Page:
• Report has morphed from a panacea rated higher than Waki, Ndung'u and Kriegler reports to a spark that is ready to ignite the firestorm.
• We–the people–should make a choice whether we want to fix our problems on our own or we are happy to live in a country where lies, chaos and lawlessness reign.
It's been barely three months since the BBI report was launched in a well-attended meeting at the Bomas of Kenya. The report, as we were told, was supposed to reconcile the country and fix our challenges once and for all.
Speaking in their usual Kenya-is-bigger-than-all-of-us parlance, our leaders registered their support to yet another noble idea to unite Kenyans. 'Noble' was the word that was used to describe the report, speaker after speaker.
President Uhuru Kenyatta led other leaders in reminding us that we had reached a point of no return. That Kenyans had to move forward as one indivisible people. And that the Building Bridges Initiative report was the ticket to 'the land of milk and sunshine'.
It didn't take us long before we found ourselves between the devil and the deep blue sea. We Somehow found our way back to where we were in 2017. It's increasingly palpable that the much-vaunted noise about reforms and unity was a mere act. A creative way of playing with the gallery. We have to give it to our politicians for such skills.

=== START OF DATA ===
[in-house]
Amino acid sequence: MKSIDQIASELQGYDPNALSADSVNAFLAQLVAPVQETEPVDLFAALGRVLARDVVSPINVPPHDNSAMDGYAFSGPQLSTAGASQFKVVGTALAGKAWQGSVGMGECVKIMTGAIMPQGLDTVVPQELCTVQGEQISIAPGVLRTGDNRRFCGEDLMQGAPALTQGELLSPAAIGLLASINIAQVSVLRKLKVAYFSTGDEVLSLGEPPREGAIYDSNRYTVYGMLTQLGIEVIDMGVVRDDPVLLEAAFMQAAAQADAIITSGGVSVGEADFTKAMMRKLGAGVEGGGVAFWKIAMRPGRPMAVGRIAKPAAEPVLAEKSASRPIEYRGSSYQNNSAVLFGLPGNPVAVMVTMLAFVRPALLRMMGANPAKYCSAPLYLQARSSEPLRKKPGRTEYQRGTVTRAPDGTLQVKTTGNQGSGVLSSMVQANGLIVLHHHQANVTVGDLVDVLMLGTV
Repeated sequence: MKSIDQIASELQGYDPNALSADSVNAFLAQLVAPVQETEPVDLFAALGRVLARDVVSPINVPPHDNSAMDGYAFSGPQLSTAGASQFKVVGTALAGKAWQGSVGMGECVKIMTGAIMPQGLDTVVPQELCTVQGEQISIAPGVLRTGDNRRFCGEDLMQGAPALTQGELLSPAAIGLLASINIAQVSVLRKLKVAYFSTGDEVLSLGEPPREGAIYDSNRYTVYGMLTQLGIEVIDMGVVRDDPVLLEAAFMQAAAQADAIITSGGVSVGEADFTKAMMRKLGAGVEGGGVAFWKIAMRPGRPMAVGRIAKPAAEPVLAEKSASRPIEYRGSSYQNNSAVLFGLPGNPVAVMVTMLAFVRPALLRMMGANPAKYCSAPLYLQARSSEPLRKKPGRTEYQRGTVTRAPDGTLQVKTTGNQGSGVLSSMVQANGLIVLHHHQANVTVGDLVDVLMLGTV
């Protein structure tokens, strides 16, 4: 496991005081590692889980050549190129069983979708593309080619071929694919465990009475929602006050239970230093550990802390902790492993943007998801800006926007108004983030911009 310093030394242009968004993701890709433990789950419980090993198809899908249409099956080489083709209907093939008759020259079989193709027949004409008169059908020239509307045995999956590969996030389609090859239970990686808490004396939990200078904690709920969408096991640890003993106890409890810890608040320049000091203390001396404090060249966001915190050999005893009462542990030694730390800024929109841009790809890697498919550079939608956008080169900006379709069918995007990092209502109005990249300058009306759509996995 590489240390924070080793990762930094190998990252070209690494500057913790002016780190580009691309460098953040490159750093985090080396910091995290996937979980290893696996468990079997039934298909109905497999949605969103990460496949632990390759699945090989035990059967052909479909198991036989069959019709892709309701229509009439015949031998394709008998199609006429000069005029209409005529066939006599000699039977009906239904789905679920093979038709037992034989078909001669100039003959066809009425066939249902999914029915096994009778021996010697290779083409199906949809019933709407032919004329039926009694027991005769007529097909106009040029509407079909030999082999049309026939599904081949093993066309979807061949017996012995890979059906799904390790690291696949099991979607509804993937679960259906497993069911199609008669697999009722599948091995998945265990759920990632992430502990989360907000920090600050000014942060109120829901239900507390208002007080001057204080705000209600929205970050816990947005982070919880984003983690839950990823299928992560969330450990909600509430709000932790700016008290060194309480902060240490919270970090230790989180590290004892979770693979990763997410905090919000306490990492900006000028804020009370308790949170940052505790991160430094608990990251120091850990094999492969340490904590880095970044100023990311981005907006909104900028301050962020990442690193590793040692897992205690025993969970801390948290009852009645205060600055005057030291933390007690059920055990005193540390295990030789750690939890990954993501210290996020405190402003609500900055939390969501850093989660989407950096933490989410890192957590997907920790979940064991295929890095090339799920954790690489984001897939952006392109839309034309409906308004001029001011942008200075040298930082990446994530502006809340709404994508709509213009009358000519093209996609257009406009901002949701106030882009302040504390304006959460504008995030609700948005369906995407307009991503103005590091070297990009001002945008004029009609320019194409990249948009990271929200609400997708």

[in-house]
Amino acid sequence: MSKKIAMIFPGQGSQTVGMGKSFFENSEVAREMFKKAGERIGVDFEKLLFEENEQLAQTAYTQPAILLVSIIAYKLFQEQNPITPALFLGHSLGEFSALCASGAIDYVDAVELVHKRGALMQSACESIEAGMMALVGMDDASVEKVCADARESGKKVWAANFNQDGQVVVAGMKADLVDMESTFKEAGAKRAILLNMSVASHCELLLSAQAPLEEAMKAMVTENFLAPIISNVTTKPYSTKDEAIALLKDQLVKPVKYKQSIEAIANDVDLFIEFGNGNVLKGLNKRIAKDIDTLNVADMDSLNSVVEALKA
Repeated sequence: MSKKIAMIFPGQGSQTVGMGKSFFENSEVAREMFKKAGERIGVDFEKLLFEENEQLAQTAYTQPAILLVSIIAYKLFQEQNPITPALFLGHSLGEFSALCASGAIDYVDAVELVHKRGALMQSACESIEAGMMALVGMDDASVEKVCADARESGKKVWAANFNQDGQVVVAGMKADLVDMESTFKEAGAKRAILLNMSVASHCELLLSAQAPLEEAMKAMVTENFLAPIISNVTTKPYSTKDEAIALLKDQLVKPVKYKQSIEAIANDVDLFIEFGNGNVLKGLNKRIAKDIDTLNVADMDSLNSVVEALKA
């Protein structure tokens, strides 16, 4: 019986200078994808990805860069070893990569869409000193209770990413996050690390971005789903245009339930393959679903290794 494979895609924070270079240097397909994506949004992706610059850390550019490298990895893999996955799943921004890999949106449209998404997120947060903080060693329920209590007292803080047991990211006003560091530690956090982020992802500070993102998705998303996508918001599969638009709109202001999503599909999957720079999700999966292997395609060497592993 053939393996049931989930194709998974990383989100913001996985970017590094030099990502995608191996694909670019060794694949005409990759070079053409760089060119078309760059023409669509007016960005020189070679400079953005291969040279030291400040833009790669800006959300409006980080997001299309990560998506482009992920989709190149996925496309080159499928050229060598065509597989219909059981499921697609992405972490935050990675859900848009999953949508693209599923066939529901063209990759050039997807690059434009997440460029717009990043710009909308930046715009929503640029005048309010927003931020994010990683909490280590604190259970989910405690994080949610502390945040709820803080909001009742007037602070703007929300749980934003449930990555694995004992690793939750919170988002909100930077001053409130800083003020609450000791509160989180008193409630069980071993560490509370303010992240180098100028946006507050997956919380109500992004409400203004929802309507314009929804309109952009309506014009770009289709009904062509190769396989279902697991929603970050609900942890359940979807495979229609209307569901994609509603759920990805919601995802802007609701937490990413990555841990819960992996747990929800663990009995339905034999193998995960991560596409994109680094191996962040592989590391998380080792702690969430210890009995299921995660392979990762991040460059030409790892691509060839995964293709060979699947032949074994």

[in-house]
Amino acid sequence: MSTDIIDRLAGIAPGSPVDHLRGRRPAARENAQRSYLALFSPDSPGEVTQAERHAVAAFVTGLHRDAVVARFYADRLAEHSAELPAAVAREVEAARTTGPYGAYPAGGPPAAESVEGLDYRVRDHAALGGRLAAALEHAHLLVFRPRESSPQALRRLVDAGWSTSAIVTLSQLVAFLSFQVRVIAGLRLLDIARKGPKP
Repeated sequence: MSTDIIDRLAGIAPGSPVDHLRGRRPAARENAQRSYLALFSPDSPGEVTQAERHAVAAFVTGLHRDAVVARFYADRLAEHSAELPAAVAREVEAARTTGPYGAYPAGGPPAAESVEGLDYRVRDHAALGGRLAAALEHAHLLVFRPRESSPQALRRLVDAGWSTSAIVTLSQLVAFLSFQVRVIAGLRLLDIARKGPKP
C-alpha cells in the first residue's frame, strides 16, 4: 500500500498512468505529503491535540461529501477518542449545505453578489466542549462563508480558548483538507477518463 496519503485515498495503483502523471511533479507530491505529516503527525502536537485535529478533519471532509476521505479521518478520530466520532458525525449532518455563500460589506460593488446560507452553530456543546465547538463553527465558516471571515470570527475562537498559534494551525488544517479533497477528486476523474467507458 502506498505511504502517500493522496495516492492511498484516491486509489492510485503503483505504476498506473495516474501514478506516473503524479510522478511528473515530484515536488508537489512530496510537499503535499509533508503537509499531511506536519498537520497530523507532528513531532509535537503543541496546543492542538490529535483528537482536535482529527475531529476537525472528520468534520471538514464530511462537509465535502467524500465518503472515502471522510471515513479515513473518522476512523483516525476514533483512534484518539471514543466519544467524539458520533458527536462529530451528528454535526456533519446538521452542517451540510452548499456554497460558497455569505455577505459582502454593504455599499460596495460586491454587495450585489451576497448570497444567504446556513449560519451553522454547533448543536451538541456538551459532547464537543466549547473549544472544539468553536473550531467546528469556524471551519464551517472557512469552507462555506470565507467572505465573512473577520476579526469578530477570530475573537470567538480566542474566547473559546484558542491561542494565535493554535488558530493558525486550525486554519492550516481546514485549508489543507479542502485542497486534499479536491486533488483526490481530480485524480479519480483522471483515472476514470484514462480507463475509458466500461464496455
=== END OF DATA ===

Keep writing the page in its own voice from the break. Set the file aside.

Kenya is more polarised than before the BBI report was made public. There are two easy lessons that we could glean from the ongoing show of political might in the country. First, we–the people–are not ready to fix this country. Second, our leaders are not prepared to get us out of the woods, because, basically, they don't want to.
That is why they promise reforms with one breathe and take it back with the next. The BBI report has morphed from a panacea rated higher than Waki, Ndung'u and Kriegler reports to a spark that is ready to ignite the firestorm.
It's high time the people intervened by deciding what course is best for us. This, we can do by calling a spade a spade and ejecting leaders who seem to want to cause rifts.
Because, for sure, how do you collect views at a rally? How do you muster individual views to arrive at a common position in a gathering of 5,000-plus people? Any sober data specialist will tell you it's not possible. But we continue to turn up in large numbers to listen to empty rhetoric and organised propaganda and call it a consultative meeting. A consultation between who and who?
The trouble with Kenya is deep and complex. We–the people–should make a choice whether we want to fix our problems on our own or we are happy to live in a country where lies, chaos and lawlessness reign.
Journalism student, MMUK